At last it is official and the world of server systems can move on: Intel has formally unveiled the Xeon E5 processor.
The announcement has triggered the inevitable rush of announcements from server manufacturers of new systems using the processor. As Intel admitted in the announcement that it had been in just about full production of the processor since Q3 last year, this is inevitable.
Indeed, the only big story that might come out of this is that some server vendor somewhere has decided not to produce an E5-based system.
The 8-core chip produces an 80% improvement in performance, according to the company, not least because of developments in its memory management capabilities. This has, for example, added a fourth DDR memory channel, as well as boosting their speed from 1333 MHz to 1600 MHz.
This improvement tempted the company to attach the launch to the thoroughly over-hyped `big data’ bandwagon, though from a Cloud service perspective it might have been better if more had been made of what developers and orchestrators are likely to achieve that is of real value in business terms.
Intel’s UK MD, Graham Palmer, did attempt this at the launch, highlighting the potential for building services based on collaboration across applications and information sources.
It is likely that the Xeon E5 will have a role to play in the adoption and use of in-memory database systems such as SAP’s Hann and Actian’s Vectorwise, where high speed and high bandwidth memory management will be vital for running in-memory processing of data. It will also be important in managing validation of data in real time, where collaborative services are also growing in importance, as was highlighted by Intel Fellow, anthropologist Genevieve Bell.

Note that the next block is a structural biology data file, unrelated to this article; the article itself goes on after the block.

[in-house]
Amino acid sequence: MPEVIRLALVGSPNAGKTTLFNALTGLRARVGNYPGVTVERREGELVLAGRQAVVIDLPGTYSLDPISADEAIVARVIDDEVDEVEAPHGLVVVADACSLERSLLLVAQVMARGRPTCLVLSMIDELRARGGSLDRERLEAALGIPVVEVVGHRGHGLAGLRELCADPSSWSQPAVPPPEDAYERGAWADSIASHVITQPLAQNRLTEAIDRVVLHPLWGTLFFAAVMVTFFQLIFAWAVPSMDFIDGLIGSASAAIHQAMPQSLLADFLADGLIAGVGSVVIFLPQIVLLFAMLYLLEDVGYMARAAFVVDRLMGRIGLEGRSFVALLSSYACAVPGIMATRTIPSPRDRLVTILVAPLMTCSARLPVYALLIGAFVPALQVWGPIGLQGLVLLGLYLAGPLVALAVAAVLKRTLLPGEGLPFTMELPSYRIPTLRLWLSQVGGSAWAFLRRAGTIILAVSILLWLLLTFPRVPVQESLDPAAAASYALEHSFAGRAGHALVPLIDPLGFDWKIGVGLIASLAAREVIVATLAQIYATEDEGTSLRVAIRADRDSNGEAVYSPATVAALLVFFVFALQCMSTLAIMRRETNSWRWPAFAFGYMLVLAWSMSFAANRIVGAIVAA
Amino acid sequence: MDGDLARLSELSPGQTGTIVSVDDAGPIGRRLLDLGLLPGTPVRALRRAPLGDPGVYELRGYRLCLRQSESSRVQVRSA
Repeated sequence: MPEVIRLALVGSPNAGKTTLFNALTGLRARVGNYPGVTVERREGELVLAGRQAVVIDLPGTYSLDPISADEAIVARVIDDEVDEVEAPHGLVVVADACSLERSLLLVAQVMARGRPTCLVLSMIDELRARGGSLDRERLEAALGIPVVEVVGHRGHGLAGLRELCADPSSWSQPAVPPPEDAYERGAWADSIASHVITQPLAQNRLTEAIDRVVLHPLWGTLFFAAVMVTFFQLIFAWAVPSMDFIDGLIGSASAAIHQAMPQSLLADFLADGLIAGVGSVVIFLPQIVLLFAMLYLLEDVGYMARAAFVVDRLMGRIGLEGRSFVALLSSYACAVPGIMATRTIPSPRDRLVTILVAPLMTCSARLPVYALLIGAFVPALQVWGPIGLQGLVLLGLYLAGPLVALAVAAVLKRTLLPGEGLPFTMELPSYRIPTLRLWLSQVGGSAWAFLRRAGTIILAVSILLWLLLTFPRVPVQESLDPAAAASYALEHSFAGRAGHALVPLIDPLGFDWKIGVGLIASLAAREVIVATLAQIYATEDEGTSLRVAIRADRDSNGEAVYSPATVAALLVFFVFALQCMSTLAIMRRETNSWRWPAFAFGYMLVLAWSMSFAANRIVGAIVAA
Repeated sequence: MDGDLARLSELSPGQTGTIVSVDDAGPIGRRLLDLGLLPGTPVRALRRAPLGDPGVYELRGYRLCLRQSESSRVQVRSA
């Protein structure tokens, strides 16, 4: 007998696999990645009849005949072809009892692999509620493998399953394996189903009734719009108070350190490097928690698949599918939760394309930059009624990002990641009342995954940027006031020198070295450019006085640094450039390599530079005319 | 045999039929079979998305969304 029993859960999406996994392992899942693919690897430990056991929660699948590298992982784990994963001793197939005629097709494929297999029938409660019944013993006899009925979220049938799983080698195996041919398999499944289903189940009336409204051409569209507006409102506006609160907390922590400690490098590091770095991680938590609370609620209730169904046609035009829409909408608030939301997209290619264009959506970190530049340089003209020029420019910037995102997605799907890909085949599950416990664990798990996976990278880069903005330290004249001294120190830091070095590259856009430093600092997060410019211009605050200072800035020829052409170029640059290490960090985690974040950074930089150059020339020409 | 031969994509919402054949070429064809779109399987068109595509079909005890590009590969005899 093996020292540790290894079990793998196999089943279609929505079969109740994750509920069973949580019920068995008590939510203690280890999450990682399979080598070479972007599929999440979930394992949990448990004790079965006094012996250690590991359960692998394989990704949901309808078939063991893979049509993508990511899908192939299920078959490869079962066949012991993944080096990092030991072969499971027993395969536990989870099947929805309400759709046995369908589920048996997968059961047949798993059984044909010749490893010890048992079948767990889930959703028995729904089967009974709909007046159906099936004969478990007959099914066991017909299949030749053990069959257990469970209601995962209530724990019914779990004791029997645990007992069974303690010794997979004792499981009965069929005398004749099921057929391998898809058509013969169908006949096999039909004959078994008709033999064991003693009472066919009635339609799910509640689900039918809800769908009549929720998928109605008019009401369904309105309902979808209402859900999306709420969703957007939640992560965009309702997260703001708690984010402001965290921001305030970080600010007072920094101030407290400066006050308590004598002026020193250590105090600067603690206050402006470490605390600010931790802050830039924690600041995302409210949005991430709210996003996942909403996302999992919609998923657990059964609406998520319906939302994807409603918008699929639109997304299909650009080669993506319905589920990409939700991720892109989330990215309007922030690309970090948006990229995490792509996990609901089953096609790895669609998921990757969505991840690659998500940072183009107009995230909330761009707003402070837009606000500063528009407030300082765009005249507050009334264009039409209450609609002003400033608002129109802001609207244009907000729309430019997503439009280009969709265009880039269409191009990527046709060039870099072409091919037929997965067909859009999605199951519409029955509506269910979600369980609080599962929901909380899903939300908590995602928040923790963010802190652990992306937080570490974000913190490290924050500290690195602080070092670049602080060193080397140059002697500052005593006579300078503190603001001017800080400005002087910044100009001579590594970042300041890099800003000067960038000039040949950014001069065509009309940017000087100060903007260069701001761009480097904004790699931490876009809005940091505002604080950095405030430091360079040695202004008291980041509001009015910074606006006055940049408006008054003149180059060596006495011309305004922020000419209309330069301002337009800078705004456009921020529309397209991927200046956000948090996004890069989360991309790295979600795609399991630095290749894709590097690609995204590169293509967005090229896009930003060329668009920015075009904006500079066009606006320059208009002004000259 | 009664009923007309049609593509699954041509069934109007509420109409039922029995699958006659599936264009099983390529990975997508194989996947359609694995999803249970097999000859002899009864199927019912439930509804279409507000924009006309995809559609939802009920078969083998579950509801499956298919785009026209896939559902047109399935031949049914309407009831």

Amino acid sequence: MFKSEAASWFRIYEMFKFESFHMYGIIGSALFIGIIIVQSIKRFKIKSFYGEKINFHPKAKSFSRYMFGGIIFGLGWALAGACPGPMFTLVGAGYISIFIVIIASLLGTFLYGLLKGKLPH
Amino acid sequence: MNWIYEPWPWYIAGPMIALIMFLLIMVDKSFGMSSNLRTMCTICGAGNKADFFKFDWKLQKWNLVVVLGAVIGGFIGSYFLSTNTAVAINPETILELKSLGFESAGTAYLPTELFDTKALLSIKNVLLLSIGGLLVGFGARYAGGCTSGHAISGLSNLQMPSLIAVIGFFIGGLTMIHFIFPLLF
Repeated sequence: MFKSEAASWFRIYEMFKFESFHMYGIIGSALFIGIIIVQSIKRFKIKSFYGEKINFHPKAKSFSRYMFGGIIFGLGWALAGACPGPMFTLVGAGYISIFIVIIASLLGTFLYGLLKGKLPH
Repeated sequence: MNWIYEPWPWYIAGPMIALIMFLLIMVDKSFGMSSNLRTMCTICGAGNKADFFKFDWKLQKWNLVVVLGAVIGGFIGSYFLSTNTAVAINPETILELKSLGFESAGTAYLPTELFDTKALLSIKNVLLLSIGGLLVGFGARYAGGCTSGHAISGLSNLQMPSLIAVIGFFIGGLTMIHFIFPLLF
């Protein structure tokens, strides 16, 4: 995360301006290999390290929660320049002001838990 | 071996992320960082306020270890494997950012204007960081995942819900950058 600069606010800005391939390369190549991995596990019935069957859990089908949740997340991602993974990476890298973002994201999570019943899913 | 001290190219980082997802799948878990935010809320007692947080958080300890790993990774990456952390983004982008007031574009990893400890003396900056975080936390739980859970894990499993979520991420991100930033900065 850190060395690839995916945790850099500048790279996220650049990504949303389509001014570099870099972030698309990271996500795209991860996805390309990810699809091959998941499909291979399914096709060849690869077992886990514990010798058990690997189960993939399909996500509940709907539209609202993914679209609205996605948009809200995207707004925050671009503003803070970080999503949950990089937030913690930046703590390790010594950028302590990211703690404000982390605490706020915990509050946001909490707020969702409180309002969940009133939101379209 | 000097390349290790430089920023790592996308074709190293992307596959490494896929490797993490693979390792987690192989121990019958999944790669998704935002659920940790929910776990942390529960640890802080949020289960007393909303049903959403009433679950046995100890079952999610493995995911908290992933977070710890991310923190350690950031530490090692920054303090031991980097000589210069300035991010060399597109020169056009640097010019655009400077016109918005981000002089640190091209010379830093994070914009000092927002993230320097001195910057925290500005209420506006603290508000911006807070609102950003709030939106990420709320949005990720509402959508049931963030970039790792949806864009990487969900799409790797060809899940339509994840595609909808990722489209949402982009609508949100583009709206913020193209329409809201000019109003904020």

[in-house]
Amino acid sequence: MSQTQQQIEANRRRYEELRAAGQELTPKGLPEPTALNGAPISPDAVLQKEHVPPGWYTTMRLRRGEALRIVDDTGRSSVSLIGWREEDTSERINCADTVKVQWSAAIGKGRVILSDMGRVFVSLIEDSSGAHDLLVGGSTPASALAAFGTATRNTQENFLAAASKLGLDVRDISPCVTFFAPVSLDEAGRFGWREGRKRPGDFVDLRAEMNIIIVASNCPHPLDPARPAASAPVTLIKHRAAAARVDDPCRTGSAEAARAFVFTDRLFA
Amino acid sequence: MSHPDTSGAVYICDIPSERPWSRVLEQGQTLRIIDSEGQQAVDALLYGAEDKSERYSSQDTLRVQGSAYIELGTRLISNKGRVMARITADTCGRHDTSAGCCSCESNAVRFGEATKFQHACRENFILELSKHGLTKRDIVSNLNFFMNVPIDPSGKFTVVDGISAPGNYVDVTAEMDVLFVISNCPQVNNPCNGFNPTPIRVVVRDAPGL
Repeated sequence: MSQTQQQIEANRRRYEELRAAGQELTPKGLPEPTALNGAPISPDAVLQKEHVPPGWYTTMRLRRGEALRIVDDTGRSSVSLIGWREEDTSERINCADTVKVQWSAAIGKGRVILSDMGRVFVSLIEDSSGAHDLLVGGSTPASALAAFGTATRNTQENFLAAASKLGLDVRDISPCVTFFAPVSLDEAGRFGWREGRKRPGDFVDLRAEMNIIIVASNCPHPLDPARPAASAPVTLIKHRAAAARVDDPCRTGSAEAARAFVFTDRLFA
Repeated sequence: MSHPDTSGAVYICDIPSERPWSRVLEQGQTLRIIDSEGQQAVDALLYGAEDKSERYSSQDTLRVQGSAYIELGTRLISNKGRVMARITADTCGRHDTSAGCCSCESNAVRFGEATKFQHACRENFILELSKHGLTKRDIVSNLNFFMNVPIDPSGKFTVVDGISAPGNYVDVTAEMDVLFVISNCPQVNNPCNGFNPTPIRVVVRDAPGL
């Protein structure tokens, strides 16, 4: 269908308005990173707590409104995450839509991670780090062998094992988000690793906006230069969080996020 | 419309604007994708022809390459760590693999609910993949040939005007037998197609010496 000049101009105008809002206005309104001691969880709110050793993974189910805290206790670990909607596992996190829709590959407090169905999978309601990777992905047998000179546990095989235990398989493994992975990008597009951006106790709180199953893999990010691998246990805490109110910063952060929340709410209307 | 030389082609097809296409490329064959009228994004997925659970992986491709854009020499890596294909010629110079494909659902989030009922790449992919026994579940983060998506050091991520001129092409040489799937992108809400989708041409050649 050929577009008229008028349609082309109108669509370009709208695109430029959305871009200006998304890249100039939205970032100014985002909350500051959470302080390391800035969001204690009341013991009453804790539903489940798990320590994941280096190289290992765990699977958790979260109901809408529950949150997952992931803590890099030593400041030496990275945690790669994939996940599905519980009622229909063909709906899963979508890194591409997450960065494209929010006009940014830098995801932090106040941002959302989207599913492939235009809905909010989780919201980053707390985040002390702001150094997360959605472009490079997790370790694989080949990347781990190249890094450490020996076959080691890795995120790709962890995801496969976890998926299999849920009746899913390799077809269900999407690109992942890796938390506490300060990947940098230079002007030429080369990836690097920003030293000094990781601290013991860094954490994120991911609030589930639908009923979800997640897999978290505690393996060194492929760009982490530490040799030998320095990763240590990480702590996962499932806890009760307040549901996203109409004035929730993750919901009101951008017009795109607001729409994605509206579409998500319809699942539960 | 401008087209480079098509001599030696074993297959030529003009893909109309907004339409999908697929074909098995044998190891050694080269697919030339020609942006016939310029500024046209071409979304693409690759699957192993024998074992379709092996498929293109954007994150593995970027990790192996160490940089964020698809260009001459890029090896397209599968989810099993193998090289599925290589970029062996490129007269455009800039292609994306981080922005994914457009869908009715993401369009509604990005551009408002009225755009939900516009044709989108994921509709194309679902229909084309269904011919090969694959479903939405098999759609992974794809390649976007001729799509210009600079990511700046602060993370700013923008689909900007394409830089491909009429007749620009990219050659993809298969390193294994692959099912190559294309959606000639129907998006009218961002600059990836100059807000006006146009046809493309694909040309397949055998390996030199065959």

This is an excellent example of how the ability to correlate one set of data with other data sources that can qualify any final analysis will be of great value.
The E5 can support up to 768GB of system memory, and also supports Intel’s Advanced Vector Extension that can double the performance on compute-intensive applications such as financial analysis, media content creation and high performance computing. This exploits new AVX 256-bit SIMD registers, which are designed to better process floating-point instructions.
Other enhancements include better power management, which is said to come from Intel’s long-ago acquisition of Digital Equipment’s Alpha processor line – and more importantly its design team. There is also a redesigned version of Intel's Turbo Boost technology, which is designed to allow the redirection of power of a currently unused processor core to another on the chip that requires it. This should allow cores to enter turbo mode more often and for longer durations.
The E5 processors also utilise several features to those in the Sandy Bridge family of Core microprocessors, such as faster data encryption and decryption (through Advanced Encryption Standard-New Instructions, or AES-NI, and the company's Trusted Execution (TXT) technologies.